Little Disasters

It’s strange how placid you can be when bad things happen. And here’s the thing: bad things happen. It’s isn’t you. It’s not that you can’t catch a break. It’s that none of us do.

So my bad thing is that my computer died (this is why I am in love with libraries). I have only one, a little laptop I could only afford because of work related discounts. At first I thought it was the hard drive. It powered on, but would not boot. Simple? No. Upon deeper testing, it was discovered that in my tiny computer’s Byzantine depths of etched copper and stratified plastic a different sort of failure had occurred. The logic board was apparently bad.

Interesting. Except, fool that I am, there were two important files I had not backed up. One, a recent photo poem, and two… my novel. Tens of thousands of words gone like burnt paper. The image I can possibly recreate, taking a day’s labor. The novel, well, it’s an awful lot of words.

Everything else? Fine. Safely on cloud services and flash drives of candy colors. The computer itself is still under warranty.

But here’s the thing: my secret identity is Backup Girl, ensuring data everywhere is safe from those inevitable crashes, yet what had I done? I’d failed to preserve two pieces of the best work I’d produced to date. What kind of superhero was I?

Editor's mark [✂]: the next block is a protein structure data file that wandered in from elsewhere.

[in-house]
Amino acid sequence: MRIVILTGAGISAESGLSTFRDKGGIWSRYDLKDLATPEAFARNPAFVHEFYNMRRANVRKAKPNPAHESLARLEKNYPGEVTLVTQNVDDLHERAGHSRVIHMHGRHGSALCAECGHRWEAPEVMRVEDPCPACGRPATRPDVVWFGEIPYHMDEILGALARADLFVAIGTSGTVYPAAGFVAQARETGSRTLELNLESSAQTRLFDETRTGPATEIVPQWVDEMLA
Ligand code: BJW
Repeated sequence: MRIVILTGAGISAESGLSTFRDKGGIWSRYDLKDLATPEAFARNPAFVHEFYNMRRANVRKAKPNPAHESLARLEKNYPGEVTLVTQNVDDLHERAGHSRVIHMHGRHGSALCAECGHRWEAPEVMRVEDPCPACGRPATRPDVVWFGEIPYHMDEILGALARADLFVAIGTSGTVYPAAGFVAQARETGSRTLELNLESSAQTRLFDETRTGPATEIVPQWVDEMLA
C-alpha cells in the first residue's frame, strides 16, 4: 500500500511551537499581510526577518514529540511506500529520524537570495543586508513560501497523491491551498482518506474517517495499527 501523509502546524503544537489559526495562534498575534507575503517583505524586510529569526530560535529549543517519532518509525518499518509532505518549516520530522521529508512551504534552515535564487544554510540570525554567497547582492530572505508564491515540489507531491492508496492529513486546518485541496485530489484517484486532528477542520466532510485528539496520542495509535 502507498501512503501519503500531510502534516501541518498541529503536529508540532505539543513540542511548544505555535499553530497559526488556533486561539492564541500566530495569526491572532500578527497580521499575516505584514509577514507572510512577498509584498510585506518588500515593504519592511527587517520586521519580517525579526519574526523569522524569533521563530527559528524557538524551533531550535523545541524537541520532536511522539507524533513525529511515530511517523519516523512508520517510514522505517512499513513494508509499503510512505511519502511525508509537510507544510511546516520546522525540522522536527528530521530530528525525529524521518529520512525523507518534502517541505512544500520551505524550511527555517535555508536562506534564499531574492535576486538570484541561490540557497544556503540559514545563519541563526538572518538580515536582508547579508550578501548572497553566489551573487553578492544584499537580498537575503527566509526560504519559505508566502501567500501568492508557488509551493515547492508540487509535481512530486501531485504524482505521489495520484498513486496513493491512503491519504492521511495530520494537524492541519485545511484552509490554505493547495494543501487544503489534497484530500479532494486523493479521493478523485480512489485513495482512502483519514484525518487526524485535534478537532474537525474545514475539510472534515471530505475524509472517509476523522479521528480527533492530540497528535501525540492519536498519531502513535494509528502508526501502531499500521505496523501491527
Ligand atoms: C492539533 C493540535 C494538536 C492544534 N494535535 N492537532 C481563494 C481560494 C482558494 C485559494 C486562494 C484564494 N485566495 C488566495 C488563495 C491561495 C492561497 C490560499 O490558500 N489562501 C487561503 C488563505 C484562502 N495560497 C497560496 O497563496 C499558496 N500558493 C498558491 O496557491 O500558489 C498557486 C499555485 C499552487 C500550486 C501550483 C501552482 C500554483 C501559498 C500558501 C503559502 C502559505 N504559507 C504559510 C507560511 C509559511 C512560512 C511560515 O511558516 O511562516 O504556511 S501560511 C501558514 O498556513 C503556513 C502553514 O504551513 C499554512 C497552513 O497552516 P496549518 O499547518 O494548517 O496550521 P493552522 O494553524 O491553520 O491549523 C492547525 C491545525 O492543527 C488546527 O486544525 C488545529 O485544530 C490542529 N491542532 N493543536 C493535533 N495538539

One who out of shame blurts out Plath-like over-dramatics, that’s what. I don’t even like cooking with gas ovens.

The reality is this: we all fuck up like this. All of us. We make these mistakes once every few years and rebound, because what’s the alternative? It’s not even that other folk are suffering worse losses than I (and I assure you, they are), but that we’re all bound to have our crack at it (just you wait, I’ll lose everything I have to a fire the day I get my Alzheimer’s diagnosis). I can look at it as if life is persecuting me, or I can see myself in others and their similar problems.

And when it comes down to it, it’s like I’ve been saying since the weekend: at least the poetry is safe. Prose I can rewrite. It may even get better for it. But poetry only comes out that way once.

I also get to live with the teasing from my initial spasms of Plath. Well deserved.

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